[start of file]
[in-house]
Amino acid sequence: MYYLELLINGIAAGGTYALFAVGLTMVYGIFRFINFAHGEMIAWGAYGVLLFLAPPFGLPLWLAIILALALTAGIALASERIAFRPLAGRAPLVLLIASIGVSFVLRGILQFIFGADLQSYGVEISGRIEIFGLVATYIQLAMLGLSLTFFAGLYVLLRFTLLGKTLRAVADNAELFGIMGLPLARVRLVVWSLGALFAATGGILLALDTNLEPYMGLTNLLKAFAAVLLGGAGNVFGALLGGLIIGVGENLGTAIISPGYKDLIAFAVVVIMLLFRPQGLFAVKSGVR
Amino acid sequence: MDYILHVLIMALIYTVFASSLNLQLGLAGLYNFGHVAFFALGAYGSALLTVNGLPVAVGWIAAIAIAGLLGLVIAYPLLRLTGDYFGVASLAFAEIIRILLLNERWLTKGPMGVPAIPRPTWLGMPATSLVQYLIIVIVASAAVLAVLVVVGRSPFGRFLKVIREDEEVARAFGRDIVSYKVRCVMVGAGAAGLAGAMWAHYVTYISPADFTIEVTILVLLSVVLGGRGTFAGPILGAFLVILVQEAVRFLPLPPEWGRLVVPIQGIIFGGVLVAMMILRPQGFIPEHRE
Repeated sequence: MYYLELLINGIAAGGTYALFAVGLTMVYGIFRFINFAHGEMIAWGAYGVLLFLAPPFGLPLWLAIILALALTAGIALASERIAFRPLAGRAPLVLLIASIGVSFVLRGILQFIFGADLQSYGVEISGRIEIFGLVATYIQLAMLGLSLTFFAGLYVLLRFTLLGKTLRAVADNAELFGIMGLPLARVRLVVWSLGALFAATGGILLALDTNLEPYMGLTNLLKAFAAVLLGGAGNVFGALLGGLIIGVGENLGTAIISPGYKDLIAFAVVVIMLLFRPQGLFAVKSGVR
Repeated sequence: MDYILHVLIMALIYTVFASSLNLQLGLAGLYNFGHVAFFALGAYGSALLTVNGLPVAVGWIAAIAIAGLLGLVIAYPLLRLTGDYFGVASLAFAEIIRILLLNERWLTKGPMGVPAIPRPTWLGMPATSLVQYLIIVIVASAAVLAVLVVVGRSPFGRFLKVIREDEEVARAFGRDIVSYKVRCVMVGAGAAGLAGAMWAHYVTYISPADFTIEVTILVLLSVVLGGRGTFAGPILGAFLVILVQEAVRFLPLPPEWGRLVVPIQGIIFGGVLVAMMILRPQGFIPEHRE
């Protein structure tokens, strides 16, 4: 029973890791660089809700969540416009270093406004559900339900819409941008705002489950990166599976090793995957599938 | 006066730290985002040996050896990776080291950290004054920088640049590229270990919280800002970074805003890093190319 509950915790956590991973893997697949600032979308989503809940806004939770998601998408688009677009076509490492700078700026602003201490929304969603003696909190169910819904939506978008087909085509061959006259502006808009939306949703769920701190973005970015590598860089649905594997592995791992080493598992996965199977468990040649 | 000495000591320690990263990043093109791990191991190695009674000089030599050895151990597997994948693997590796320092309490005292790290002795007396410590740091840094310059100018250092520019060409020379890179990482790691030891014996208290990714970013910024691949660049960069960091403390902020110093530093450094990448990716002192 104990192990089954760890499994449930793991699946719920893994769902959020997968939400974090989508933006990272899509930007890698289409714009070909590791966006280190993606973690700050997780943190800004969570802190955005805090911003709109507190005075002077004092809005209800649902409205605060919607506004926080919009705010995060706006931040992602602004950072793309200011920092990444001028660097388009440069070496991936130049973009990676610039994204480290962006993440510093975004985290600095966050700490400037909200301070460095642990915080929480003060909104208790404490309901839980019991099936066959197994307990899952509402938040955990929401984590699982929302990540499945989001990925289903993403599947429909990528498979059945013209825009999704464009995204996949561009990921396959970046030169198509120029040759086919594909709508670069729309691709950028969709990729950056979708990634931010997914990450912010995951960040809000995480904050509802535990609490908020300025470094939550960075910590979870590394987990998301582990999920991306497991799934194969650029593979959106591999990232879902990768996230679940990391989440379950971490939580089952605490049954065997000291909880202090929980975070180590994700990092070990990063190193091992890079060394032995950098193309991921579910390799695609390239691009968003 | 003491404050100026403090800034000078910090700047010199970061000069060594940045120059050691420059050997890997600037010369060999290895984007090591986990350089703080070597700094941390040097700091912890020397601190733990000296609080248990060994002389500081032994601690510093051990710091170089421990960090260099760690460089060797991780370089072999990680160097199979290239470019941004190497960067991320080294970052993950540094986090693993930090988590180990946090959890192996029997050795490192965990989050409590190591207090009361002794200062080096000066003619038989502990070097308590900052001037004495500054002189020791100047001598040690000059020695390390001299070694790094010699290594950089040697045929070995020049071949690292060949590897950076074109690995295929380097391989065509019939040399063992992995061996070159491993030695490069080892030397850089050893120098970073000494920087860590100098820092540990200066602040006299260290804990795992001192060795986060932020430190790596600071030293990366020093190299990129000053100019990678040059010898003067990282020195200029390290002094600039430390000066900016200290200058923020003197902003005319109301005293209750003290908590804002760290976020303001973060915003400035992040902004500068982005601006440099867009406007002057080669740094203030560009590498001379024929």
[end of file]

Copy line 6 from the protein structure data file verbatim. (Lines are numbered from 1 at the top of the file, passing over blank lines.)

């Protein structure tokens, strides 16, 4: 029973890791660089809700969540416009270093406004559900339900819409941008705002489950990166599976090793995957599938 | 006066730290985002040996050896990776080291950290004054920088640049590229270990919280800002970074805003890093190319 509950915790956590991973893997697949600032979308989503809940806004939770998601998408688009677009076509490492700078700026602003201490929304969603003696909190169910819904939506978008087909085509061959006259502006808009939306949703769920701190973005970015590598860089649905594997592995791992080493598992996965199977468990040649 | 000495000591320690990263990043093109791990191991190695009674000089030599050895151990597997994948693997590796320092309490005292790290002795007396410590740091840094310059100018250092520019060409020379890179990482790691030891014996208290990714970013910024691949660049960069960091403390902020110093530093450094990448990716002192 104990192990089954760890499994449930793991699946719920893994769902959020997968939400974090989508933006990272899509930007890698289409714009070909590791966006280190993606973690700050997780943190800004969570802190955005805090911003709109507190005075002077004092809005209800649902409205605060919607506004926080919009705010995060706006931040992602602004950072793309200011920092990444001028660097388009440069070496991936130049973009990676610039994204480290962006993440510093975004985290600095966050700490400037909200301070460095642990915080929480003060909104208790404490309901839980019991099936066959197994307990899952509402938040955990929401984590699982929302990540499945989001990925289903993403599947429909990528498979059945013209825009999704464009995204996949561009990921396959970046030169198509120029040759086919594909709508670069729309691709950028969709990729950056979708990634931010997914990450912010995951960040809000995480904050509802535990609490908020300025470094939550960075910590979870590394987990998301582990999920991306497991799934194969650029593979959106591999990232879902990768996230679940990391989440379950971490939580089952605490049954065997000291909880202090929980975070180590994700990092070990990063190193091992890079060394032995950098193309991921579910390799695609390239691009968003 | 003491404050100026403090800034000078910090700047010199970061000069060594940045120059050691420059050997890997600037010369060999290895984007090591986990350089703080070597700094941390040097700091912890020397601190733990000296609080248990060994002389500081032994601690510093051990710091170089421990960090260099760690460089060797991780370089072999990680160097199979290239470019941004190497960067991320080294970052993950540094986090693993930090988590180990946090959890192996029997050795490192965990989050409590190591207090009361002794200062080096000066003619038989502990070097308590900052001037004495500054002189020791100047001598040690000059020695390390001299070694790094010699290594950089040697045929070995020049071949690292060949590897950076074109690995295929380097391989065509019939040399063992992995061996070159491993030695490069080892030397850089050893120098970073000494920087860590100098820092540990200066602040006299260290804990795992001192060795986060932020430190790596600071030293990366020093190299990129000053100019990678040059010898003067990282020195200029390290002094600039430390000066900016200290200058923020003197902003005319109301005293209750003290908590804002760290976020303001973060915003400035992040902004500068982005601006440099867009406007002057080669740094203030560009590498001379024929």